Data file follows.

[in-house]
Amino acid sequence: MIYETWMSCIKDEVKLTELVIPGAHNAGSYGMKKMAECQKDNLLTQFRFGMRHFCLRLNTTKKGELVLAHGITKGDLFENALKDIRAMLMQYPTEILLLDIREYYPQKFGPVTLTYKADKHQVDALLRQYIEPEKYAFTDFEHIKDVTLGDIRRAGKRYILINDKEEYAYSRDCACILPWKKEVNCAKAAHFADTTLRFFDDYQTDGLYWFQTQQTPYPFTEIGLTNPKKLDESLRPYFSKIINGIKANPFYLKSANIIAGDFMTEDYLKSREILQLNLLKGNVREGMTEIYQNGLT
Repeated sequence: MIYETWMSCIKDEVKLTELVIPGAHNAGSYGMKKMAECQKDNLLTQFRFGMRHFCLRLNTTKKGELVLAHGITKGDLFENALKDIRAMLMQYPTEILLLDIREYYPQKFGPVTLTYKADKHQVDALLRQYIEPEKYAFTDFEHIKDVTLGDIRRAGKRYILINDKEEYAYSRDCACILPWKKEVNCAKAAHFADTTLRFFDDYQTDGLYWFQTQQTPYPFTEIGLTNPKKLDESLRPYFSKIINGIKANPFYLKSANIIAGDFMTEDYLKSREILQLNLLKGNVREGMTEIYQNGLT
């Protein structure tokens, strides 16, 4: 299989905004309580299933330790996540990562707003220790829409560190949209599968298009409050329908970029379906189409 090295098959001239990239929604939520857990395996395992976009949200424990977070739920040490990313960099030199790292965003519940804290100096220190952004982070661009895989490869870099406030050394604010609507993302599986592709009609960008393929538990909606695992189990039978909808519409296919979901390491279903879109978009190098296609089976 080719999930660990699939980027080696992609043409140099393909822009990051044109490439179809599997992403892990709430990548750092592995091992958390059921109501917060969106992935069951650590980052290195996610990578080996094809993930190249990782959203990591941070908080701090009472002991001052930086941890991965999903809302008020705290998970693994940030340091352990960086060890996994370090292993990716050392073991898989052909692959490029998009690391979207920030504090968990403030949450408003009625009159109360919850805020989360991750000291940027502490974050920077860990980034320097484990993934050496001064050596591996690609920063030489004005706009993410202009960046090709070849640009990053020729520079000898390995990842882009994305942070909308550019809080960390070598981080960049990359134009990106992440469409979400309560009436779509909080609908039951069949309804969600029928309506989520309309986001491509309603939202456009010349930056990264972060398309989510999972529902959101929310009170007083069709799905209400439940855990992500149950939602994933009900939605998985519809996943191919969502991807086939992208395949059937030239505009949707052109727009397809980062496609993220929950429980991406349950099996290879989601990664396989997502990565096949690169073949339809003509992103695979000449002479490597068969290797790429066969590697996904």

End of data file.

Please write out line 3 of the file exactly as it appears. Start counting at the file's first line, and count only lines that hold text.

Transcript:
Repeated sequence: MIYETWMSCIKDEVKLTELVIPGAHNAGSYGMKKMAECQKDNLLTQFRFGMRHFCLRLNTTKKGELVLAHGITKGDLFENALKDIRAMLMQYPTEILLLDIREYYPQKFGPVTLTYKADKHQVDALLRQYIEPEKYAFTDFEHIKDVTLGDIRRAGKRYILINDKEEYAYSRDCACILPWKKEVNCAKAAHFADTTLRFFDDYQTDGLYWFQTQQTPYPFTEIGLTNPKKLDESLRPYFSKIINGIKANPFYLKSANIIAGDFMTEDYLKSREILQLNLLKGNVREGMTEIYQNGLT